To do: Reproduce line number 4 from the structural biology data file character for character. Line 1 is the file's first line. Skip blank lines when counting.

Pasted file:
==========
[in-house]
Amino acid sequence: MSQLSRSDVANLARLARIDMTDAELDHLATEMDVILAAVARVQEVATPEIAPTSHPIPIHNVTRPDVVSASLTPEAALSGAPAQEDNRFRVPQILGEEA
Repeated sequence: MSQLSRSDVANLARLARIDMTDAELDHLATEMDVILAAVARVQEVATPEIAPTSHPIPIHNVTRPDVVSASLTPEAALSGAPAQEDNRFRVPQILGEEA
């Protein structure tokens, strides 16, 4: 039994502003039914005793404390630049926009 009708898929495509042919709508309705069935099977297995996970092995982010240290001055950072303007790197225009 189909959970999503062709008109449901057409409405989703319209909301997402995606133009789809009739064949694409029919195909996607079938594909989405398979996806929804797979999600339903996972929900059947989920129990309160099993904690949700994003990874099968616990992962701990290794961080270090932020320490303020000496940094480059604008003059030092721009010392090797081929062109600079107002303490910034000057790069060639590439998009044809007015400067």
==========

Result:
């Protein structure tokens, strides 16, 4: 039994502003039914005793404390630049926009 009708898929495509042919709508309705069935099977297995996970092995982010240290001055950072303007790197225009 189909959970999503062709008109449901057409409405989703319209909301997402995606133009789809009739064949694409029919195909996607079938594909989405398979996806929804797979999600339903996972929900059947989920129990309160099993904690949700994003990874099968616990992962701990290794961080270090932020320490303020000496940094480059604008003059030092721009010392090797081929062109600079107002303490910034000057790069060639590439998009044809007015400067």